I don't have prejudice against any groups. I just don't share the prevailing view that developers are infallible gods and realtors are actually concerned about historic preservation and not commissions that permeates this board. If you feel threatened by some dissent on this board, that is ok. I understand. But this board would be worthless if everyone just sat around and showered praise on a six (or maybe eight) story building that will have single family bungalows as its next door neighbor (literally) with no other buildings of similar height anywhere in the neighborhood.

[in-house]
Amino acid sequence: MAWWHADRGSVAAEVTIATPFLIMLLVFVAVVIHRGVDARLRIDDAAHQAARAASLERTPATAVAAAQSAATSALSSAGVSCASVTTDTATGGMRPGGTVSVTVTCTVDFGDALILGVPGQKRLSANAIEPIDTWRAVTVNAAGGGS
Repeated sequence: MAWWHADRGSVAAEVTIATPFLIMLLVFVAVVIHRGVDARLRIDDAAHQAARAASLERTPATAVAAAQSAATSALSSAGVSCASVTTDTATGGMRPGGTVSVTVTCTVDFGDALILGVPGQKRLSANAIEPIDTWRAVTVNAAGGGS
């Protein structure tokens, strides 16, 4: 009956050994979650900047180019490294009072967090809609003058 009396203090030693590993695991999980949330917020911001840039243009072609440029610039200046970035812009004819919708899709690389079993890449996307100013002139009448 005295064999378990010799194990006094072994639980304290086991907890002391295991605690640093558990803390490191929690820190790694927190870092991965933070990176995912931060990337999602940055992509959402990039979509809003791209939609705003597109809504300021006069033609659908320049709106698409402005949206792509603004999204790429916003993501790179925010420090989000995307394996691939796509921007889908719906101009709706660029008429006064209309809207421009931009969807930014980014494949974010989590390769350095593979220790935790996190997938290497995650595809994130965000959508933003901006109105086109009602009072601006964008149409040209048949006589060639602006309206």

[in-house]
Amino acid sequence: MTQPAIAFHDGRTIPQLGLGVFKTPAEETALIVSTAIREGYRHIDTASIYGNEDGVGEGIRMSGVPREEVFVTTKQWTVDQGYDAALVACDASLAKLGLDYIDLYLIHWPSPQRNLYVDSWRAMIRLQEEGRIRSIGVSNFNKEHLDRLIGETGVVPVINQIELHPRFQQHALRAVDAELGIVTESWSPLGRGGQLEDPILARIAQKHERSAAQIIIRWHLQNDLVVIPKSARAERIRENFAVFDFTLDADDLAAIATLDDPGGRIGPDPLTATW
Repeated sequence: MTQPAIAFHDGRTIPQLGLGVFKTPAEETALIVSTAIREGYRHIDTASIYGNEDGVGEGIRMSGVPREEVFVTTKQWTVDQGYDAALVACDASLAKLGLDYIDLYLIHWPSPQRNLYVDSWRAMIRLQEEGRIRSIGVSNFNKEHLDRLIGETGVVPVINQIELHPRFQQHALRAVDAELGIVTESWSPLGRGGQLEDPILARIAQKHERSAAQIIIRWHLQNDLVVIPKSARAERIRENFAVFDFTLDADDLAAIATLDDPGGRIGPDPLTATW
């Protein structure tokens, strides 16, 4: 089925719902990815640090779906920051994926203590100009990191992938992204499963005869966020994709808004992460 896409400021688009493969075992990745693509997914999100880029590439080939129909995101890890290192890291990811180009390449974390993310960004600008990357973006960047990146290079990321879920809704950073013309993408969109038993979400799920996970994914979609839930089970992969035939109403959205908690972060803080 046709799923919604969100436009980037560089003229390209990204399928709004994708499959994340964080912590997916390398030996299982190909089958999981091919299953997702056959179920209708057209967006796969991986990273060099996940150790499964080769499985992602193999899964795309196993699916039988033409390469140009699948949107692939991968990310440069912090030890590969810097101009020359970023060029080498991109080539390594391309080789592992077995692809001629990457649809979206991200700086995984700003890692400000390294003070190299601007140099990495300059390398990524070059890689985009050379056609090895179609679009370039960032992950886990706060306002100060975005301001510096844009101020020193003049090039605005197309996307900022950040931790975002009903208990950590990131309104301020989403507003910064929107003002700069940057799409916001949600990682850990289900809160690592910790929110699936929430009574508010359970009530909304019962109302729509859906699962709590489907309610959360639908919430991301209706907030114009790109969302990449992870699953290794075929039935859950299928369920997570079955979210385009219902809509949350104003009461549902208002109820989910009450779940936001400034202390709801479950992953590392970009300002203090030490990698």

Drive, ride a bike, take a bus, or walk down 19th and 20th I think you will be STUNNED!!! Im not being sarcastic. Apparently you have failed to see those buildings....a hospital, a retirement home, etc.

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Drive, ride a bike, take a bus, or walk down 19th and 20th I think you will be STUNNED!!! Im not being sarcastic. Apparently you have failed to see those buildings....a hospital, a retirement home, etc.

Good point!!:lol: And that stuff has been there for over 15 -20 years.

I spent a lot of my childhood and most of my teen years growing up around and in "The Heights (Houston, Independence, Woodland, etc.)" and yes this was PRE-GENTRIFICATION (late 80's and till late 90's). It just seems that every since the area became more TRENDY/HISTORICAL, it's been under a City/Statewide spotlight, which has it's +'s and -'s. However, it just seems that there are more NEGATIVES now that it's a more highly valued area.